"The current fixation with the possibility of autonomous weapons attacking humans overlooks their current anti-material applications as well as usage domains with minimal chance of civilian casualties. Lethal autonomous weapons systems are not coming, they’re already here. Militaries have employed defensive autonomous weapon systems for decades, and are starting to utilize them in large numbers or swarms.
At the same time the international community has paused at a legal, ethical and moral precipice of utilizing offensive autonomous weapons systems, hyperbolically called ‘killer robots’. What may prove the catalyst in crossing this Rubicon is that the most effective way to attack a defence comprised of swarming autonomous defensive systems is with their offensive analog. And the advancements in defensive systems necessitating consideration of this decision will flow from the surge in commercial use of unmanned aerial systems beginning this year with the United States issuing regulations for their domestic use.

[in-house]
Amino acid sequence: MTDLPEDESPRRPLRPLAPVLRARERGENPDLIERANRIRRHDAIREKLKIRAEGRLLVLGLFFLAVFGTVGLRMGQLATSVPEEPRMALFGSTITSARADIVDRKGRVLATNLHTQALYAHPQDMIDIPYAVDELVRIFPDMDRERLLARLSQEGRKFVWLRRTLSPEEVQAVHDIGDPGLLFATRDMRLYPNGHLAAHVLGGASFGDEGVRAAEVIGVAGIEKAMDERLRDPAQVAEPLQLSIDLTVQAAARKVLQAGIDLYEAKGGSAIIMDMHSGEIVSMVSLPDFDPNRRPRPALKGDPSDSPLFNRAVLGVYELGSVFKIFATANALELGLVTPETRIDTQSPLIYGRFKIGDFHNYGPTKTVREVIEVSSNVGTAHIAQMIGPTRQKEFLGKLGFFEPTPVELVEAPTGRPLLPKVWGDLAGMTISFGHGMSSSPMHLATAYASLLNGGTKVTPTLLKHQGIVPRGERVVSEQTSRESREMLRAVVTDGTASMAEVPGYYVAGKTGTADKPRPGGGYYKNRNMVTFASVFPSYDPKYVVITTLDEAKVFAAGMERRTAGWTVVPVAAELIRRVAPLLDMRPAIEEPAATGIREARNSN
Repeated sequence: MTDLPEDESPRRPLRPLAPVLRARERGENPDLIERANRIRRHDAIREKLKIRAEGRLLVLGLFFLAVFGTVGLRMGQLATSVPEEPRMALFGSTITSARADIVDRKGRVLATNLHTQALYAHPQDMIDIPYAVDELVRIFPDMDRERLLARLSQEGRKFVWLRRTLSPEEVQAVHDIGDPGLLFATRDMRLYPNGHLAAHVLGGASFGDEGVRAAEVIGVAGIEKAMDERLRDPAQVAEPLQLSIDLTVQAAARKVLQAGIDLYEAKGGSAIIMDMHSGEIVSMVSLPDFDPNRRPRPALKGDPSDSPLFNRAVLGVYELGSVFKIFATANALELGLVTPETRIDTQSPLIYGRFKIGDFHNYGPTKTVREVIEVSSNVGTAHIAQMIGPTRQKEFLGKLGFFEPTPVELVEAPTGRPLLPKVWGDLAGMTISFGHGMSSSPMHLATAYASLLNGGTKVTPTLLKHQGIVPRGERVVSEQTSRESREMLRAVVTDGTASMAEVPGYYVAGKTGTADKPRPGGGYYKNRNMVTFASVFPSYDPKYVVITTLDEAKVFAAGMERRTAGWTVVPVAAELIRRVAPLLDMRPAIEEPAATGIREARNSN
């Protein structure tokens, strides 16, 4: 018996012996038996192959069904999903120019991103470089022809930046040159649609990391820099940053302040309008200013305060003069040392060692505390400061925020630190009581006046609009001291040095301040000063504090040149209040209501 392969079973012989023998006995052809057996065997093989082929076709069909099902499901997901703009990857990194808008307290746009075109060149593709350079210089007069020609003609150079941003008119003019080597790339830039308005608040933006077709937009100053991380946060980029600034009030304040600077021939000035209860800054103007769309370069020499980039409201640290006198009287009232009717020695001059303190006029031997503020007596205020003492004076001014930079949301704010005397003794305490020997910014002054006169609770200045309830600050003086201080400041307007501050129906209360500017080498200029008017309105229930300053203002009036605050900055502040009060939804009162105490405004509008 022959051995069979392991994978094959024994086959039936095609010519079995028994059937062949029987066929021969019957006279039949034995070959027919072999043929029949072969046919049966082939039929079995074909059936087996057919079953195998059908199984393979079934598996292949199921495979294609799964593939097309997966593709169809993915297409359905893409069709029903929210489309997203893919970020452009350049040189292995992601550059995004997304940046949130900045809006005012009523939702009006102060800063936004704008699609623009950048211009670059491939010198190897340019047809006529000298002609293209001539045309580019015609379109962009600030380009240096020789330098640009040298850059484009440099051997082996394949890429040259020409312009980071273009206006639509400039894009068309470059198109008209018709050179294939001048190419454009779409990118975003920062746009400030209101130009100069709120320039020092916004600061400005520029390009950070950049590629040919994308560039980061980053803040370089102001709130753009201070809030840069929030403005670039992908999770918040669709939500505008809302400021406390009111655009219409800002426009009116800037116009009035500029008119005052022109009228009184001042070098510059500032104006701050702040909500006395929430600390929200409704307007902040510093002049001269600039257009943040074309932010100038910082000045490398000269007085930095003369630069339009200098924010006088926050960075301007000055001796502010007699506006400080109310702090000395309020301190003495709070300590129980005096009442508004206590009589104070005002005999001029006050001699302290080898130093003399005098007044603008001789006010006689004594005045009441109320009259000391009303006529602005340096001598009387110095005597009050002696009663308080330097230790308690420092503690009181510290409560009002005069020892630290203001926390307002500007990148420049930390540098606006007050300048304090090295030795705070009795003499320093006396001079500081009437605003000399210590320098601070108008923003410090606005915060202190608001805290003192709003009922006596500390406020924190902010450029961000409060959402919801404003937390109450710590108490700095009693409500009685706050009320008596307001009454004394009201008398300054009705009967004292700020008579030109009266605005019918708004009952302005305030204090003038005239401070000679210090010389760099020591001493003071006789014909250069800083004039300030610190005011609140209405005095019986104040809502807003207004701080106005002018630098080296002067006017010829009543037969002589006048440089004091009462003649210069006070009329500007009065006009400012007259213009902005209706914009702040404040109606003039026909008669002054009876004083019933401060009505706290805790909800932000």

The employment of increasingly autonomous offensive systems will not be predicated on advancements in artificial intelligence but rather on a time honored principle of military technological advances – development of an effective measure inevitably leads to equally if not more effective counter measures."